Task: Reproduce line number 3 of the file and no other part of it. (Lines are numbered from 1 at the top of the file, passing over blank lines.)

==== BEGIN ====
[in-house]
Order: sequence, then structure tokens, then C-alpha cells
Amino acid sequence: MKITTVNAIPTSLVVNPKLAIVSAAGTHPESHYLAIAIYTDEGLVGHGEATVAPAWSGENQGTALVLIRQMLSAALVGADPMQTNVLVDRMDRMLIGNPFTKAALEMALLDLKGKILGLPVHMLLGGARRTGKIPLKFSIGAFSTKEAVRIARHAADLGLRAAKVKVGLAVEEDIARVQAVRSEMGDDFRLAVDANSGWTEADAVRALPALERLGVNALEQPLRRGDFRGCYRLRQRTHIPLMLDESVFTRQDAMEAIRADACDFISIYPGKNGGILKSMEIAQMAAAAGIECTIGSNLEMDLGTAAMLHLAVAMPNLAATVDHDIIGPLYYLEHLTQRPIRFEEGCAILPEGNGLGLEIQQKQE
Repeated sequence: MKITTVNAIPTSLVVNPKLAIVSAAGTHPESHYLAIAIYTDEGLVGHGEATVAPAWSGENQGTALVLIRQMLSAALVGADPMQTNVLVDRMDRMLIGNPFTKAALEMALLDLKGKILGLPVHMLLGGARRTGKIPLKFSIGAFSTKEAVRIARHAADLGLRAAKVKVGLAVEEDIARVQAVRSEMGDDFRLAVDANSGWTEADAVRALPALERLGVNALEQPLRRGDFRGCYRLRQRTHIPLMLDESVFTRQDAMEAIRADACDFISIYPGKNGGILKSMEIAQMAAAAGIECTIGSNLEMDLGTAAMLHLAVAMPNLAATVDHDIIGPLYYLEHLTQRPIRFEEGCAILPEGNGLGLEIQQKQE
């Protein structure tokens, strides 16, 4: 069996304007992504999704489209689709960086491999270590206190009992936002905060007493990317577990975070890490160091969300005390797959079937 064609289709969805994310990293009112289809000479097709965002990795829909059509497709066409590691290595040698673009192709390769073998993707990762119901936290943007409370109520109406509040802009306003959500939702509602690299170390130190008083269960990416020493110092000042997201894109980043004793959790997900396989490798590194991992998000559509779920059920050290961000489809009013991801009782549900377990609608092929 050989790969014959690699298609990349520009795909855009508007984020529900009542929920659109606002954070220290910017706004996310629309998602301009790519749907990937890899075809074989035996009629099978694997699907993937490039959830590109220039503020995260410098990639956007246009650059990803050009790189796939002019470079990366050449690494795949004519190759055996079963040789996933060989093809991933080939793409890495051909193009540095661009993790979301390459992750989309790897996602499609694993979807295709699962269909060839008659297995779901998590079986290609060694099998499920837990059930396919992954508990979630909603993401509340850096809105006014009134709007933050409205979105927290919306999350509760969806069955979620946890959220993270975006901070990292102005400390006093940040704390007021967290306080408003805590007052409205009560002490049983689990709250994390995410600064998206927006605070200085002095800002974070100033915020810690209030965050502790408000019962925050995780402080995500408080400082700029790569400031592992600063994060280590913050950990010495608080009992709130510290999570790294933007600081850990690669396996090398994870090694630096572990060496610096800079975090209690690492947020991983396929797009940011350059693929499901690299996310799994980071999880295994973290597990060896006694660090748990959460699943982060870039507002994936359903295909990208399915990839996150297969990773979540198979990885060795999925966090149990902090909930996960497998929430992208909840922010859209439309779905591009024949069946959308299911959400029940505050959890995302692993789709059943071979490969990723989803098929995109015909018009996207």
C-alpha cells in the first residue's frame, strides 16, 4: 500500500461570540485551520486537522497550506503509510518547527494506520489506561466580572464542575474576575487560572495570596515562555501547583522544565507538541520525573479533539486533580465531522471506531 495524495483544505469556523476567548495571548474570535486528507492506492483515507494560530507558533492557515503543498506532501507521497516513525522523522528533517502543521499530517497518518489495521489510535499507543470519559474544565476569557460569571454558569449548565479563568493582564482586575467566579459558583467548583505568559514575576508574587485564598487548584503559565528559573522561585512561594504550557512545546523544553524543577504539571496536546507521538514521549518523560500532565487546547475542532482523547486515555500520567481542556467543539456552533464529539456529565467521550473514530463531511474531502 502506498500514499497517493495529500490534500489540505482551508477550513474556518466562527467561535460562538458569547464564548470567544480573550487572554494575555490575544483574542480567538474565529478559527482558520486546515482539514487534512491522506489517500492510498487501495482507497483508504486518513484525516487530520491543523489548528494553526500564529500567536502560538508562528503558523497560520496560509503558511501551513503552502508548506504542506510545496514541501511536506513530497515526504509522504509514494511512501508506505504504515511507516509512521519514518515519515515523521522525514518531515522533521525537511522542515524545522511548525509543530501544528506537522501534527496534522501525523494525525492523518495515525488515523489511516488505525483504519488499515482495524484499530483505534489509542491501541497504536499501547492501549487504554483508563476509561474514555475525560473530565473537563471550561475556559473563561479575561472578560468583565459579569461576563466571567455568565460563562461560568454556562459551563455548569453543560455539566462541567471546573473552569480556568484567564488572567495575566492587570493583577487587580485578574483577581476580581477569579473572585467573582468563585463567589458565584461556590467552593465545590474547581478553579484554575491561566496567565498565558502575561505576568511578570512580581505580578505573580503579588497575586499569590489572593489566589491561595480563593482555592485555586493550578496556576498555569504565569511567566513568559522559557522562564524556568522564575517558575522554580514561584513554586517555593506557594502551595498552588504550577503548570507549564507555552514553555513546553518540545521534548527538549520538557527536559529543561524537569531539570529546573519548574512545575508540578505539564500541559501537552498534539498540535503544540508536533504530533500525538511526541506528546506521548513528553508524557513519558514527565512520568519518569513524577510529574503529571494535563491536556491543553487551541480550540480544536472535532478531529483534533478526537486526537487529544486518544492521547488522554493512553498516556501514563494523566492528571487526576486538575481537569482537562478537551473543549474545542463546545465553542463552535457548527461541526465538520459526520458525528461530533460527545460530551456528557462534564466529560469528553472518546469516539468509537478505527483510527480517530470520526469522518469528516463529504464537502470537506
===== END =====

Amino acid sequence: MKITTVNAIPTSLVVNPKLAIVSAAGTHPESHYLAIAIYTDEGLVGHGEATVAPAWSGENQGTALVLIRQMLSAALVGADPMQTNVLVDRMDRMLIGNPFTKAALEMALLDLKGKILGLPVHMLLGGARRTGKIPLKFSIGAFSTKEAVRIARHAADLGLRAAKVKVGLAVEEDIARVQAVRSEMGDDFRLAVDANSGWTEADAVRALPALERLGVNALEQPLRRGDFRGCYRLRQRTHIPLMLDESVFTRQDAMEAIRADACDFISIYPGKNGGILKSMEIAQMAAAAGIECTIGSNLEMDLGTAAMLHLAVAMPNLAATVDHDIIGPLYYLEHLTQRPIRFEEGCAILPEGNGLGLEIQQKQE